The following is a guest post by Jon Pellington, creator of TextDater. You can find the app and more about the company at

Your heart has to be in it

Of course you wouldn’t be starting if your heart was elsewhere, but that passion (or fire under your ass) isn’t always there. Some days it is and stronger than ever, and other days you just want to give up. Hey, I’m just being honest. I have not hit the big time yet, and who knows, I may not. However, it’s the truth. At some point you’re going to think “is it all worth it?”

I have a company called TextDater, the main focus is a dating app. Now this is a very active market, and some people think it maybe saturated. These were my concerns when I started. But I was SURE (and this is before market research) there was a place for what I was doing. It was fueled by personal circumstances, and genuinely wanting to solve a problem.

I ultimately want to share my story so far. Not because I’ve “made it” (I haven’t), but actually to give a balanced view of what to expect when you take up this journey being an entrepreneur.

The early days

This was when the idea was really taking shape and things were new and super exciting (things are still exciting btw), feedback from friends and family was good and everything seemed positive. Help was at hand for business plans, financials, marketing and even some funding. Things weren’t by any means easy, but everything seemed achievable, and momentum was good. Here in the UK as in the US, the startup culture is thriving. Talented, creative and smart people are everywhere. This is truly a golden age for kicking things off on a shoestring budget. Everything seemed possible, and with a friendly face in most cases just across the coffee table, who is eager to bounce ideas around with you and offer off-the-cuff advice, it was reassuring to say the least.

Was there room for me?

I was sure of my idea, but being sure means little if at least someone else doesn’t agree with you. I was dreading market research a little. What if it showed my idea wasn’t that great, or worse someone was doing it already and better? Luckily I hit a home run. There was indeed a gap in the market for my idea and the human-to-human market research was the most reassuring. I’d hit the jackpot I thought, everyone will love it and come running when I promote the app. Er,no! The dating market is indeed active, and competition is fierce. Here I found that you not only had to be smart about marketing, but money really did matter. The stories of just being super smart and efficient to me seemed to be just that, stories. The budgets of the big players, just for marketing were astronomical. Interestingly, alongside the doubt came a surge of excitement. This app was a very good idea, there IS a way to do this.

Ok, so the app is out

The app was eventually finished. But cash was low and like I mentioned, promotion, as much as it relied on you being smart and having good people to help, needed cash! This was one of the biggest rock and hard place issues. I needed cash to promote and advertise the app, I needed cash to hire/utilize smart marketers, I needed cash!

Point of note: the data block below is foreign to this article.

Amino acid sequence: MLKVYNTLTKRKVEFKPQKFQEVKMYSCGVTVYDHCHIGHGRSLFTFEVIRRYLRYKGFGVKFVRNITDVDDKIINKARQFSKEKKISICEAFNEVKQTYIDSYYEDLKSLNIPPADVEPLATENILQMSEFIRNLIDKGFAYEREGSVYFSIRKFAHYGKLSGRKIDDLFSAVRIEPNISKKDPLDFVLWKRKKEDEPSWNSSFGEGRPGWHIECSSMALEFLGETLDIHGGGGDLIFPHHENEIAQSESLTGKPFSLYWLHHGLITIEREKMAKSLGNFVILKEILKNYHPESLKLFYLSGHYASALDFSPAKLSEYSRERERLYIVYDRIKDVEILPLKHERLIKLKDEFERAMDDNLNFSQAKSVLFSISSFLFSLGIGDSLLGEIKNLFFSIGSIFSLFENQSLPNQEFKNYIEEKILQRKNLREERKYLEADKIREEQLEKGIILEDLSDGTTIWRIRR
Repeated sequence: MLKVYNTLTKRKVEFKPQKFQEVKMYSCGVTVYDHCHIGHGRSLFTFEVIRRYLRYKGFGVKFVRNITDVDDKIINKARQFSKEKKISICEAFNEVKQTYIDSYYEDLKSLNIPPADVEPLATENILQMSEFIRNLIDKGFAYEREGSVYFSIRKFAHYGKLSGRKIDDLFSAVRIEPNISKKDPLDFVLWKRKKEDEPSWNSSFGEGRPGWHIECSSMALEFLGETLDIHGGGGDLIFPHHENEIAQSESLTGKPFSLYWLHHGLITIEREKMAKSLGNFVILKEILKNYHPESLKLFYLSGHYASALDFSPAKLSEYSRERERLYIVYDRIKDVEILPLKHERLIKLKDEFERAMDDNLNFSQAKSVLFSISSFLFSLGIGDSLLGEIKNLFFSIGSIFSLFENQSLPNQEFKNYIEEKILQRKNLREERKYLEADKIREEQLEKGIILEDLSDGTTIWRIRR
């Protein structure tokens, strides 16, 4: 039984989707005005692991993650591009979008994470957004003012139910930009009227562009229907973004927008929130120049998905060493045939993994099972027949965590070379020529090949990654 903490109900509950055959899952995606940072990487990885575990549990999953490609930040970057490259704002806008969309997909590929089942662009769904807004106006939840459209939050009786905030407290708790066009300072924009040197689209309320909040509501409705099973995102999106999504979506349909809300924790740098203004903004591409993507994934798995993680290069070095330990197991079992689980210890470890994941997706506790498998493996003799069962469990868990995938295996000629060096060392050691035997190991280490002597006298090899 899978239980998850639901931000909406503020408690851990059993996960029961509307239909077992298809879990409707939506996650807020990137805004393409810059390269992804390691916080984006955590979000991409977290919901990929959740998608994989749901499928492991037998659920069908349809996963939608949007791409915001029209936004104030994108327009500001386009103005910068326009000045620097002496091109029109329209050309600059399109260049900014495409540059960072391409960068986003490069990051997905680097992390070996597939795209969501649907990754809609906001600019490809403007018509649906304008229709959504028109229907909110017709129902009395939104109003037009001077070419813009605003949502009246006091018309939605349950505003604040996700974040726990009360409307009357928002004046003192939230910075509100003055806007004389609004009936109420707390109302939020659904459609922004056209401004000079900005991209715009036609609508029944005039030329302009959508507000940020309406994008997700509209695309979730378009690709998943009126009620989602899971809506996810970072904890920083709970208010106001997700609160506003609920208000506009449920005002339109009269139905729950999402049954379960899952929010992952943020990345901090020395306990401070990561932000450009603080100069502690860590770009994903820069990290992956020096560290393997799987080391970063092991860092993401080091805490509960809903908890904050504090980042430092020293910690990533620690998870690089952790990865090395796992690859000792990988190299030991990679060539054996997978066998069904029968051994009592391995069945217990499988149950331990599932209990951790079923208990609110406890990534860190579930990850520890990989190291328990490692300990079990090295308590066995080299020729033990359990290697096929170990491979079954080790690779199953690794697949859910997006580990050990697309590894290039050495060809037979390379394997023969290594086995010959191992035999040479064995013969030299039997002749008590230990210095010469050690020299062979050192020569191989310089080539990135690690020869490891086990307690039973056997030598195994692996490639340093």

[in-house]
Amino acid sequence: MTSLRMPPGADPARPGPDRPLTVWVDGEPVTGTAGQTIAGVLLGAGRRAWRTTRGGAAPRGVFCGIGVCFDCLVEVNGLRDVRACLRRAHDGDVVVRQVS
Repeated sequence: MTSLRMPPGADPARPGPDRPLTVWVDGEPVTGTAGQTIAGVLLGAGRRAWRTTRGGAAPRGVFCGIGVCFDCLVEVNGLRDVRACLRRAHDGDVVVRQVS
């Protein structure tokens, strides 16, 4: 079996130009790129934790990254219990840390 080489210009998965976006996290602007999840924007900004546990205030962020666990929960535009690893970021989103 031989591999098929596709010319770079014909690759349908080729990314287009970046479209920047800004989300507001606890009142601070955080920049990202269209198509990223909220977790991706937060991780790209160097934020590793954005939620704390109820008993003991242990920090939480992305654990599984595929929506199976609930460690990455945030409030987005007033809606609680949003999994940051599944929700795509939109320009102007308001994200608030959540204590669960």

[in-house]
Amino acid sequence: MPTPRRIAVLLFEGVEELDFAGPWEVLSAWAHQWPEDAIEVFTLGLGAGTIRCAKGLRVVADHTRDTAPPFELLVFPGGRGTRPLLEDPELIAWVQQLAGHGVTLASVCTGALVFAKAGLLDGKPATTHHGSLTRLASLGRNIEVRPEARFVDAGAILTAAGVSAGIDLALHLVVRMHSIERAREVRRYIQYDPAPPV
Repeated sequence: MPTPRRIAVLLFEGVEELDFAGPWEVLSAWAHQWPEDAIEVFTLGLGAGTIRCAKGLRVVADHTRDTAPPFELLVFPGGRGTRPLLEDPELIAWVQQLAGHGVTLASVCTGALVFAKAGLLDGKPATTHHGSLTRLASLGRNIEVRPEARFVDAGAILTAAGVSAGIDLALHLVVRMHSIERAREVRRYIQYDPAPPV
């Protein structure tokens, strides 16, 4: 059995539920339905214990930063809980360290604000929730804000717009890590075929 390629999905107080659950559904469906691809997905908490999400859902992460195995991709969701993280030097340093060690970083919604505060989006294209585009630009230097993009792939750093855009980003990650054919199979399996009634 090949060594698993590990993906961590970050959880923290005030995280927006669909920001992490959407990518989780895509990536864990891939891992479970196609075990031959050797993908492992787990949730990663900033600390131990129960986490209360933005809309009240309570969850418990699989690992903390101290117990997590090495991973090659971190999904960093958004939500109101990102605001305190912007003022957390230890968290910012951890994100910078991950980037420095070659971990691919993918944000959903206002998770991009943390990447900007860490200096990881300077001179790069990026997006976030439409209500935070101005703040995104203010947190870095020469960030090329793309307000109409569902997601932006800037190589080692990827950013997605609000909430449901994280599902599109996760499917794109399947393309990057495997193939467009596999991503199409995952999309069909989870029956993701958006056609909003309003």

I had taken time off work (normal 9-5) to fully focus on this; sadly, I had to go back. But it was technically an investment as it provided me some funds for “round 2.” After some months, I indeed came back full time on the business for round 2. I got some marketing done and things started moving again. Downloads increased, and things started looking up.

What’s happening now

The roller coaster continues. Marketing is always a major priority, and offering value is of course key. The app is ultimately just an app, and it takes some creativity and being humble enough to ask for help to really get the word out there. I found, at least for this business, offering more than just an ad for a download was essential. The people I spoke to regularly on social media and face to face often had so much good info (on business, startups, dating, etc.), it became apparent it was a shame more people didn’t hear what they had to say. So I decided to help share their stories, opinions and business as a way to cross promote, but to also have a stronger message. This has worked for me, and given me and the app much further reaching exposure. I hope it has also given people some encouragement and shone a realistic light on what it takes to start up.

To sum up

Without a doubt, I’d encourage people to go for it if you have enough passion and you are genuinely solving or addressing a problem. Help and support has never been more readily available for the little guy, and if you can make the right connections, who knows you really could be the next big thing. I went through VirginStartUp here in the UK as the main support for my business, and some of the success stories there will inspire you, considering most people get started with under £5k ($3.5k).

I’d like to say I went into this at 110% with no get out of jail card. I’ll succeed or die trying… No, nothing that dramatic. I do have a career to fall back on. In one sense it’s a bad thing, I have a way out and if things get too tough you can always retreat. In another way, it’s a nice insurance policy, that gives you the confidence, no matter what that everything will be ok, and from time to time it can be a silent investor.

I hope this has been somewhat helpful, and please hit me up at I’d love to hear your story, connect on social, and share what you have to say.

Stay passionate.

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